NEWS
By David Kelly, Tracy Wilkinson and Sebastian Rotella and David Kelly, Tracy Wilkinson and Sebastian Rotella,SPECIAL TO THE SUN | May 19, 2003
RIYADH, Saudi Arabia - Saudi security forces have arrested four men they say are affiliated with the al-Qaida terror network in connection with last week's deadly bomb attacks here, officials said yesterday. The attacks, launched simultaneously May 12 on three residential compounds, killed at least 34 people, including eight Americans and nine attackers. The arrests were announced at a news conference in Riyadh by Prince Nayif ibn Abdulaziz, the Saudi interior minister. Prince Nayif said the four men did not take part in carrying out the attacks but knew about the plot and were sympathizers of the assailants.
BUSINESS
January 13, 2010
The Wilmer Eye Institute of Johns Hopkins Medicine said Tuesday that it will partner with the King Khaled Eye Specialist Hospital in Riyadh, Saudi Arabia, on research, education and patient care. Together, the two internationally renowned institutions hope to cure blinding illnesses, such as diabetic eye disease. They say they will train the next generation of leaders in ophthalmology. And with financial backing from the Saudi government, Wilmer faculty will work in Riyadh. At Hopkins, there will be a new endowed professorship to support the faculty.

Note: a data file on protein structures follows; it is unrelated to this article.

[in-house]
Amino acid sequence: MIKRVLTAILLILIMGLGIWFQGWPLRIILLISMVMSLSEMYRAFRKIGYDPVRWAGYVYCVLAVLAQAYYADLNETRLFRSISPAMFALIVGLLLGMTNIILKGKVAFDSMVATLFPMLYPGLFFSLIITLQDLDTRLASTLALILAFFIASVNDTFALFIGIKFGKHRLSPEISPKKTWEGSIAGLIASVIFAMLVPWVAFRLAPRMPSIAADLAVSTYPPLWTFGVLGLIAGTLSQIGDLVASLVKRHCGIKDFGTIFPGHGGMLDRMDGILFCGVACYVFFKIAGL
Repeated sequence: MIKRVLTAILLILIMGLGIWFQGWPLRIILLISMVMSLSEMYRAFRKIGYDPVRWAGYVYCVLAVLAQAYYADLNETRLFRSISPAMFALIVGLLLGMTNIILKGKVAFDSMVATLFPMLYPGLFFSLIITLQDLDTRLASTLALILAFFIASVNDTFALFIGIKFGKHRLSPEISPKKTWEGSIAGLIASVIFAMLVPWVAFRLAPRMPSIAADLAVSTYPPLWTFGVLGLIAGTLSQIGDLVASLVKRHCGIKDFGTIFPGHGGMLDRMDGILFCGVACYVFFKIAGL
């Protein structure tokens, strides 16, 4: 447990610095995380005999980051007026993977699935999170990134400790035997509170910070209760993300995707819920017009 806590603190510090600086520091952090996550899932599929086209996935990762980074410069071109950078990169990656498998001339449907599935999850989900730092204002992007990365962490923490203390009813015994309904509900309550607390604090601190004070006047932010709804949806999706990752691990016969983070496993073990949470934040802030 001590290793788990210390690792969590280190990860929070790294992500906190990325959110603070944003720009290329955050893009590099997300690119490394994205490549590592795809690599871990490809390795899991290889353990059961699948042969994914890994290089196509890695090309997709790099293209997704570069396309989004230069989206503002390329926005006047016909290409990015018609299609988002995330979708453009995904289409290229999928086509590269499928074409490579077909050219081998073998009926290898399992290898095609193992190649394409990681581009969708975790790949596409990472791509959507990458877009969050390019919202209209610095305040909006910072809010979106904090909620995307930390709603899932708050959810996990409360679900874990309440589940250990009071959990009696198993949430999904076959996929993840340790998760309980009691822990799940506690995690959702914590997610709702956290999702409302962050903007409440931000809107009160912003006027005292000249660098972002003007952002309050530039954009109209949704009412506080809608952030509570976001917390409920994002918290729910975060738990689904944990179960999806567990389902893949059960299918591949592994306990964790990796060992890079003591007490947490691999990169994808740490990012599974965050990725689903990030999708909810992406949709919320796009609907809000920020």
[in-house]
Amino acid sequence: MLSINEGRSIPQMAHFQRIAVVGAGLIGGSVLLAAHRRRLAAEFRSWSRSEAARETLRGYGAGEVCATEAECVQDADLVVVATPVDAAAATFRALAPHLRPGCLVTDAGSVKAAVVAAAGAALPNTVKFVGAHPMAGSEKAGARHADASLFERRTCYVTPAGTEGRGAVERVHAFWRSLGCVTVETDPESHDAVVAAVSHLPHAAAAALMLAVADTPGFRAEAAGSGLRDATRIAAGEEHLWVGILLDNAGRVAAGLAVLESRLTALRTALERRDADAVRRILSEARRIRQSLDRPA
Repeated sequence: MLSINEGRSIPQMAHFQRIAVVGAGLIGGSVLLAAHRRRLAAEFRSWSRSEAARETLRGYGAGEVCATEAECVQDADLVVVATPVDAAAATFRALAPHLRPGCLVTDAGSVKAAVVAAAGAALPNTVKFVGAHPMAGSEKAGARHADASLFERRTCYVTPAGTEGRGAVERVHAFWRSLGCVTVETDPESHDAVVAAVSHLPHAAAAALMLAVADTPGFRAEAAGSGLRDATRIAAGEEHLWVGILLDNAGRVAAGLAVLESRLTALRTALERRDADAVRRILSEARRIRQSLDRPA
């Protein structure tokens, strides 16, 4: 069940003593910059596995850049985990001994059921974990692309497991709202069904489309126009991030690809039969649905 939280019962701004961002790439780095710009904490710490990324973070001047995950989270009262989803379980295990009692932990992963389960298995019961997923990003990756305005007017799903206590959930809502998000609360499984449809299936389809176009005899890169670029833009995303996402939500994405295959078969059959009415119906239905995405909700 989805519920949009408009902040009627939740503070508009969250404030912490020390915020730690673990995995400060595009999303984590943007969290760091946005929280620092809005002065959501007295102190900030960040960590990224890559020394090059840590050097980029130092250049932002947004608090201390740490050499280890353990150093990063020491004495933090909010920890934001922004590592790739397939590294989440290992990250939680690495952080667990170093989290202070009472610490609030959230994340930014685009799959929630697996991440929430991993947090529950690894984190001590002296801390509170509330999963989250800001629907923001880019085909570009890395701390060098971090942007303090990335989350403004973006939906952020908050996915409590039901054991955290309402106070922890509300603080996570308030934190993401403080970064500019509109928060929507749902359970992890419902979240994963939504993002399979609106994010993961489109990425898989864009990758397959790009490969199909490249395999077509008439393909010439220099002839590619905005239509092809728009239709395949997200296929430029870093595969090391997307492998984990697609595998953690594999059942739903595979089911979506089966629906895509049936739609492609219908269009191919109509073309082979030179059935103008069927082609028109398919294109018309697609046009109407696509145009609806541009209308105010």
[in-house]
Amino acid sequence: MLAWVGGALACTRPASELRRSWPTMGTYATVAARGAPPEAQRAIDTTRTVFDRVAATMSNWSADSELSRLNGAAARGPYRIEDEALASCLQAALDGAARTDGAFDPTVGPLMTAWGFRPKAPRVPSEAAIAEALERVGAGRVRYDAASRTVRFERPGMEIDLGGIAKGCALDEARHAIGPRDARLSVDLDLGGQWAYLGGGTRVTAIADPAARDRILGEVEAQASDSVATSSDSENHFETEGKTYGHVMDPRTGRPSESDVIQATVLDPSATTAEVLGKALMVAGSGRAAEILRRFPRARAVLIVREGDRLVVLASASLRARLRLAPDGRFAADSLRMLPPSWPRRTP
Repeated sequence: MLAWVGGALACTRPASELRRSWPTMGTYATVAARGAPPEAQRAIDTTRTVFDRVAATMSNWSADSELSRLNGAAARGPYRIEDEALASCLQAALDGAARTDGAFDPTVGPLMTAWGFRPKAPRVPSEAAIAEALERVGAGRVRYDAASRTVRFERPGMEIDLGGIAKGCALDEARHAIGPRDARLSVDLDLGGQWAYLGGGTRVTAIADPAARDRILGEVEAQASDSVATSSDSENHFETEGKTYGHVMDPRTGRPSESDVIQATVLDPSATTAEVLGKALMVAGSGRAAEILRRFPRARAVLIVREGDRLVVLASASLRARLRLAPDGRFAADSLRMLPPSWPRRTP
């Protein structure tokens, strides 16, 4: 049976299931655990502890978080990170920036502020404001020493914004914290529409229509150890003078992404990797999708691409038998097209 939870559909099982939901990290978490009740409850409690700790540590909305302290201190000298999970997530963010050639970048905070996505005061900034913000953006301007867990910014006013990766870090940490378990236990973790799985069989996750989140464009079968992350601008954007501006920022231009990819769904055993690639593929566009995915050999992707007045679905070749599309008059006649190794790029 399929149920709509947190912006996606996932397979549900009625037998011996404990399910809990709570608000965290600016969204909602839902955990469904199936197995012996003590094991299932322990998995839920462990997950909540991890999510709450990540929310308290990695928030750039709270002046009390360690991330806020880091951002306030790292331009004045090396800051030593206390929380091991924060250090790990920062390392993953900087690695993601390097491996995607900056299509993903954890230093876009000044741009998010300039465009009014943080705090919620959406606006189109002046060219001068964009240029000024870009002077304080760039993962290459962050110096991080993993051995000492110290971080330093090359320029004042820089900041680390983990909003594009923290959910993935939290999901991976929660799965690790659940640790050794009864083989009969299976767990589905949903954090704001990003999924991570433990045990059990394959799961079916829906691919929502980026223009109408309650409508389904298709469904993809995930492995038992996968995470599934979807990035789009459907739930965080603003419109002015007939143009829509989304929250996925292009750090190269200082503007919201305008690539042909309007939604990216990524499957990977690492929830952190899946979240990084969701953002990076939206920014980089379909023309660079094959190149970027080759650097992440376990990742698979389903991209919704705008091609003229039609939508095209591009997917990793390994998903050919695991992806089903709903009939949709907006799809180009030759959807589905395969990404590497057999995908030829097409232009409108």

NEWS
By KNIGHT RIDDER/TRIBUNE | December 4, 2003
RIYADH, Saudi Arabia - The militants who bombed a Riyadh housing complex on Nov. 8 had enough military-grade high explosives to make 132 more car bombs of the same size, according to information released yesterday by Saudi officials. A raid last week on a house believed to have been used by the bombers turned up 84,480 pounds of a material known as RDX and 3,000 pounds of an unidentified explosive, the Saudi Press Agency reported. RDX is a high-quality military explosive used in bombs and torpedoes.
NEWS
By KNIGHT RIDDER/TRIBUNE | December 2, 2003
RIYADH, Saudi Arabia - The two suicide bombers who carried out an attack that killed 18 people at a Riyadh residential compound last month were wanted by Saudi authorities but didn't have an extensive record of militant activities, Saudi officials and U.S. terrorism experts said yesterday. Saudi authorities said they have learned the identities of those who plotted the Nov. 8 attack but didn't release the names. A hunt is under way for the ringleaders, officials said. Releasing the first details of their investigation into the bombing, Interior Ministry officials said they used DNA samples to identify the two bombers as Ali bin Hamid Elmabady Alharbi and Nasser bin Abdullah bin Nasser Alsiary.